23. 23. Why Students Don’t Understand Your Lectures 23 Expert brains differ from novice brains because novices:  lack rich, networked connections: they cannot make inferences, cannot reliably retrieve information  have preconceptions that distract, confuse, impede  lack automization, resulting in cognitive overload   “Comparing Students’ and Experts’ Understanding of the Content of a Lecture” [4] “Why should I use peer instruction in my class?” [5] collegeclassroom.ucsd.edu #tccucsd
  24. 24. Think about the house you grew up in 24 How many windows? As you counted the windows, did you see them from the outside or from the inside of the house? Did you magically teleport from room to room or did you imagine walking there? Constructivism says, “Of course it’s hard for the professor to explain things so students can understand: the professor has different pre-existing knowledge.” collegeclassroom.ucsd.edu #tccucsd
  25. 25. “different pre-existing knowledge” and motivation 25 The discovery that students don't love the new teacher's content area is one of those school of hard knock lessons. Graduate education reinforces the centrality of discipline-based content knowledge. Having immersed themselves in its study for years and having been surrounded with colleagues equally enamored with the area, new faculty arrive at those first teaching jobs no longer objective about how the rest of the world views their content domain. Maryellen Weimer [6] collegeclassroom.ucsd.edu #tccucsd
  26. 26. The next time you teach a course, what will you do to get your students to do these things? 26 1 3 5 Approach each critical task with an explicit goal of getting much better at it. As you do the task, focus on what’s happening and 2 why you’re doing it the way your are. After the task, get feedback on your performance from multiple sources. Make changes in your behavior as necessary. Continually build mental models of your situation – 4 your industry, your company, your career. Enlarge the models to encompass more factors. Do these steps regularly, not sporadically. Occasional practice does not work collegeclassroom.ucsd.edu #tccucsd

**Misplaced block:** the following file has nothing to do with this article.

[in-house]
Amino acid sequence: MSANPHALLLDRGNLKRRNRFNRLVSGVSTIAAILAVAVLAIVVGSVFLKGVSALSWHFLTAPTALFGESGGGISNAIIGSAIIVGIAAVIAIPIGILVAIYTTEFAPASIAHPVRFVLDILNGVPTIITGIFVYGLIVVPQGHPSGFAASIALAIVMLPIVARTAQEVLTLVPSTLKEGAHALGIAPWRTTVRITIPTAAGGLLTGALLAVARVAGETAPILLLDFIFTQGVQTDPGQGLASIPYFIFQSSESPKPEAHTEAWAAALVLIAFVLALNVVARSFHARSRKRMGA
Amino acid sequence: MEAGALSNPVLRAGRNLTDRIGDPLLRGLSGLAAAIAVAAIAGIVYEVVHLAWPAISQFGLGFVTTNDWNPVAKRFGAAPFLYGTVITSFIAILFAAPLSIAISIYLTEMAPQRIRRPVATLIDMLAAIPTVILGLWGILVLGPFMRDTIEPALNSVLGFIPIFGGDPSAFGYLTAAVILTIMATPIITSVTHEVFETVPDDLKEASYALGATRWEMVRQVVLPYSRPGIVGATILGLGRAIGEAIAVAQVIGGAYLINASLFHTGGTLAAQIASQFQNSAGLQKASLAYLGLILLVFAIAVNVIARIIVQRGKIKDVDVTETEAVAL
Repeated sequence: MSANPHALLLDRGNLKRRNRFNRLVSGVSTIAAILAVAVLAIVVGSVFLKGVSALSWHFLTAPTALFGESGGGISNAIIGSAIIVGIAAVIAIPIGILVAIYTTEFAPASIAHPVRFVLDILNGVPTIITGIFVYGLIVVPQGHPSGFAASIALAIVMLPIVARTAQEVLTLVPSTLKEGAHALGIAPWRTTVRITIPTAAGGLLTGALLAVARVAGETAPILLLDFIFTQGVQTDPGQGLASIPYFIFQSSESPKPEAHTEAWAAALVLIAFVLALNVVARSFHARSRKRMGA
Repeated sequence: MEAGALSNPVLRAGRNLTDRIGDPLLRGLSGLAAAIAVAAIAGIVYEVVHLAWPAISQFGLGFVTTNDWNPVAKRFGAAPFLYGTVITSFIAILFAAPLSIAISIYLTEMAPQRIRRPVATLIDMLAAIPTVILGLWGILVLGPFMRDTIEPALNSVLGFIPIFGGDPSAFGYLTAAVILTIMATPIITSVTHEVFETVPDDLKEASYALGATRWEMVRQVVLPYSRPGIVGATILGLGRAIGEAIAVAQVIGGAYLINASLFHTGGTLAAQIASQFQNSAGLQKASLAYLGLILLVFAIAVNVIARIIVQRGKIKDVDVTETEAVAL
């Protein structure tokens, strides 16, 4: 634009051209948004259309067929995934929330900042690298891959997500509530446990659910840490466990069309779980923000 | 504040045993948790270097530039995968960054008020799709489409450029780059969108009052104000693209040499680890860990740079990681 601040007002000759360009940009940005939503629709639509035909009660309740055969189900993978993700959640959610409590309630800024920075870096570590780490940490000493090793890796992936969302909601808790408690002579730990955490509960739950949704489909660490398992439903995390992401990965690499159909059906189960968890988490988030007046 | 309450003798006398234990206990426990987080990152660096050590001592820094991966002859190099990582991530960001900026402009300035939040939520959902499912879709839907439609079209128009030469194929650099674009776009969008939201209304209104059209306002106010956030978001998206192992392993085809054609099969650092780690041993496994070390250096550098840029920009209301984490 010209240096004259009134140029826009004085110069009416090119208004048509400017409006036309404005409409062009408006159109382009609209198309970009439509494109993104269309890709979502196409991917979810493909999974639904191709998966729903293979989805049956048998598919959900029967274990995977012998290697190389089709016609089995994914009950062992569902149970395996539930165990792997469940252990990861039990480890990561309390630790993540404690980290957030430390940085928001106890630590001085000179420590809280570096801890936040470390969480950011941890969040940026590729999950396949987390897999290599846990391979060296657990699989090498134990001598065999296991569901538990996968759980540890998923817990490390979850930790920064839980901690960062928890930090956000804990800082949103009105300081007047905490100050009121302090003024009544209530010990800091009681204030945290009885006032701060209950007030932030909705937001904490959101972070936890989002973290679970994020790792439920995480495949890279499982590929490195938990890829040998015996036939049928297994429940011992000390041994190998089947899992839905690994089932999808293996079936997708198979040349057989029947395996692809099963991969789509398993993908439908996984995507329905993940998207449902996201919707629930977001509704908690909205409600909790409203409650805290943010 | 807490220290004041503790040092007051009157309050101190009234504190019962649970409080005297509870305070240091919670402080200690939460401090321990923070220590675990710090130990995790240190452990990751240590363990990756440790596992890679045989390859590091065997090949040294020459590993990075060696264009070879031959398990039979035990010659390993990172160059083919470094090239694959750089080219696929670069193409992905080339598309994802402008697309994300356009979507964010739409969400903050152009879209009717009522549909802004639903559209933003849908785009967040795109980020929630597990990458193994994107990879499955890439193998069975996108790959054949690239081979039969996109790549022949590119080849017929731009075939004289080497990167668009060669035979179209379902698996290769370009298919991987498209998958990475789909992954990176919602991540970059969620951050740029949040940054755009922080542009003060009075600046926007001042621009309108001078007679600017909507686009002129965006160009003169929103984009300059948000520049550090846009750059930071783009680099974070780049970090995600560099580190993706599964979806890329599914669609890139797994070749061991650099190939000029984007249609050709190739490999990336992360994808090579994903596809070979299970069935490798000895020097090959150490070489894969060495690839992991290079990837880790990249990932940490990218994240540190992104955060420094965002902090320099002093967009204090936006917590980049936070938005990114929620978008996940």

27. 27. Deliberate Practice Findings: for you 27  Reach for objectives JUST beyond where you are:   Work on incrementally harder problems. Try variations on ones from class, homework, quizzes.  Practice consistently (every day)  And practice a LOT  Get FEEDBACK on your practice  Or at least self-analyze “continuously observing results, making appropriate adjustments”  What to practice?  Maybe harder, but exam questions (if they are understandable) collegeclassroom.ucsd.edu #tccucsd
  28. 28. your Deliberate Practice Findings: for students you 28  Reach for objectives JUST beyond where you are: Set   Work on incrementally harder problems. Try variations on ones from class, homework, quizzes.  Practice consistently (every day)  And practice a LOT Give  Get FEEDBACK on your practice  Or them to helpat least self-analyze “continuously observing results, making appropriate adjustments”  What to practice?  Maybe harder, but exam questions (if they are understandable) collegeclassroom.ucsd.edu #tccucsd
  29. 29. Big Question 29 Where does the motivation to engage in deliberate practice come from? collegeclassroom.ucsd.edu #tccucsd
  30. 30. 30 Next week: Learning Outcomes Watch the blog for next week’s readings and assignments  short paper  math worksheet  read resources about teaching statements collegeclassroom.ucsd.edu #tccucsd
  31. 31. References 31 1. 2. 3. 4. 5. 6. Colvin, G. (2006, October 19). What it takes to be great. Fortune, 88- 96. Available at money.cnn.com/magazines/fortune/fortune_archive/2006/10/30/8391794/index.htm Cummings, M. In a Moment, But Not Yet. Retrieved October 14, 2013 from http://store.training-wheels.com/inmobutnotye.html Sprague, J., & Stuart, D. (2000). The speaker’s handbook. Fort Worth, TX: Harcourt College Publishers. Hrepic, Z., Zollman, D.A., & Rebello, N.S. (2007) Comparing Students’ and Experts’ Understanding of the Content of a Lecture. Journal of Science Education and Technology 16, 213-224. Available at http://ksuperg.blogspot.com/2009/06/hrepic-zollman-rebello-journalof.html Newbury, P. (2011, June 15) Why should I use peer instruction in my class? Available at www.peternewbury.org/2011/06/why-should-i-use-peer-instruction-in-my-class/ Weimer, M. (2010). New Faculty: Beliefs That Prevent and Promote Growth, in the book Inspired College Teaching: A Career-Long Research for Professional Growth. San Francisco, Jossey-Bass. (Reprinted in Tomorrow’s Professor email Newsletter October 15, 2013) Available at http://cgi.stanford.edu/~dept-ctl/cgi-bin/tomprof/posting.php?ID=1279 collegeclassroom.ucsd.edu #tccucsd
  32. 32. Based on Biology and Expertise: How do we support learning? 32     Spaced engagement (time to rest between sessions) Repeated, effortful testing (not passive studying) Appropriate-level tasks Expert, detailed, frequent feedback collegeclassroom.ucsd.edu #tccucsd
  33. 33. Students in UCSD CSE course (Beth Simon, heavy use of peer instruction with clickers) 33 Couldn’t you PLEASE just tell it to me? I know how to learn from lecture! Can’t you just explain it? Well, clickers were fun, but the professor made me learn it myself! It would have been easier if she’d just lectured! collegeclassroom.ucsd.edu #tccucsd